Displaced tribal children in the southern Philippines hope to return to school soon after a university in Manila announced it would send volunteer teachers to conflict-stricken areas. The program, to be launched by the University of the Philippines, aims to provide alternative education to tribal people whose classes have been stopped because of war. "We believe it is again time for us to respond to the needs of these far-flung communities," said Marie Therese Angeline Bustos, dean of the university's College of Education. The program called "Gurong Pahinungod" was first launched in 1997 to promote volunteering among Filipino students and integration with the poor. Teachers assigned in hinterland communities have either left or refused to teach because of military allegations that the schools help communist rebels
. The military has often been accused of mounting attacks on tribal communities, either directly or by sponsoring paramilitary groups. Bustos appealed to soldiers to leave tribal communities and allow the children to continue their education. "Attacks against tribal students must stop," she said, adding that if children are targeted "you are hurting an entire generation." The Philippine military, however, said its operations were never directed against any school, student or personnel. Major Ezra Balagtey, spokesman for the military's Eastern Mindanao Command, said that while there may be soldiers in some communities, there are also community support teams. He said soldiers have been implementing support programs in far-flung communities in preparation for the start of classes this month. Protestant Bishop Romeo Galinde Tagud also protested the presence of soldiers in tribal communities and schools, saying they are a "clear violation of the basic right to education and a safe environment." He said religious congregations and church institutions established most schools in mountainous areas. Kerlan Fanagel of the tribal group Pasaka said the situation for tribal communities worsened after last year's declaration of martial law in Mindanao following the terrorist attack on Marawi. "The declaration of martial law gave justification to military operations and the encampment of soldiers in tribal schools and indigenous communities," Fanagel told ucanews.com.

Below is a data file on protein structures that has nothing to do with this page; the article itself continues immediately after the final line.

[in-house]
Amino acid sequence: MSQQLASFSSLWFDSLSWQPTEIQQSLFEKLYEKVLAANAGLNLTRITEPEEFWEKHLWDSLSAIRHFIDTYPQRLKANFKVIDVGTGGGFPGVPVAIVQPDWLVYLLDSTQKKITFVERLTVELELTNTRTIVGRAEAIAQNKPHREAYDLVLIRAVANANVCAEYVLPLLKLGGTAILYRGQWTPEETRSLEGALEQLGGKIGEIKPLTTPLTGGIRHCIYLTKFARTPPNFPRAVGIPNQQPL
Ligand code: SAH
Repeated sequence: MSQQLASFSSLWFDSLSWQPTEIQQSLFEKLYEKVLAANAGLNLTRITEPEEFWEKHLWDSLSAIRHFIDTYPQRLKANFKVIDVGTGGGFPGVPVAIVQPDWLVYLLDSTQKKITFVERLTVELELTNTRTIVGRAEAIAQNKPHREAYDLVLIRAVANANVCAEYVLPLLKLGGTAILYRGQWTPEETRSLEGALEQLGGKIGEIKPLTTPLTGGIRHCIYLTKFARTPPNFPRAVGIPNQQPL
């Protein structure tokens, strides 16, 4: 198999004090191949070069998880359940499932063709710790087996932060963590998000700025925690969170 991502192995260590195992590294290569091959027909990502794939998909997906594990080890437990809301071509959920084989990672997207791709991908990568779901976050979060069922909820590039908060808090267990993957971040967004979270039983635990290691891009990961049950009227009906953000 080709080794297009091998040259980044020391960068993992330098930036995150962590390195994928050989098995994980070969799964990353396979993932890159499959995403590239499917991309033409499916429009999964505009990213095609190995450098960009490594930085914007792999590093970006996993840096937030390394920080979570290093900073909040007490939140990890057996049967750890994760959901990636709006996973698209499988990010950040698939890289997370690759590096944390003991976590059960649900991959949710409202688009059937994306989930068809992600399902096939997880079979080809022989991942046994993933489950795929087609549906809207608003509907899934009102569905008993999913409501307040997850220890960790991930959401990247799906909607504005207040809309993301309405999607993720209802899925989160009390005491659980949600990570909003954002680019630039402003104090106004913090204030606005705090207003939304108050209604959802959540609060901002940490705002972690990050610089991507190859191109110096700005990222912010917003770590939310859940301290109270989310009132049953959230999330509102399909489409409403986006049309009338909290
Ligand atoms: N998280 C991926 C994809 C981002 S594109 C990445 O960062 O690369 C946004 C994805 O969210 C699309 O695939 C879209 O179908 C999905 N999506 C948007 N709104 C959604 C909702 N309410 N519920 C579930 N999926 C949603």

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The group Save Our Schools Network (SOS Network) reported that from July 2016 to April 2018, a total of 134 schools had been affected by military operations, 56 of which were closed. The closure of the schools affected at least 2,209 pupils," said Rius Valle of the SOS Network
. He said at least 30 tribal schools were also used as military camps. The group said 15 teachers were forced to take a leave of absence or could not return to communities because of charges filed by soldiers. "Some were forced to confess to being members of a rebel group or supporters of the communist movement," said Valle. On Feb. 7, Jolita Tolino, a 24-year-old teacher in Sultan Kudarat province, was arrested on murder charges filed against her by unknown complainants. In Agusan del Sur province, Jocelyn Samora, a volunteer teacher for 11 years for the Mindanao Interfaith Services Foundation Inc
. said she was forced to admit that she was a guerrilla fighter. At least four teachers of the Alternative Learning Center for Agricultural and Livelihood Development also resigned because of trauma after being harassed at an army checkpoint. Rights group Karapatan documented 40,089 residents, including children, who were affected by the use of schools as military camps.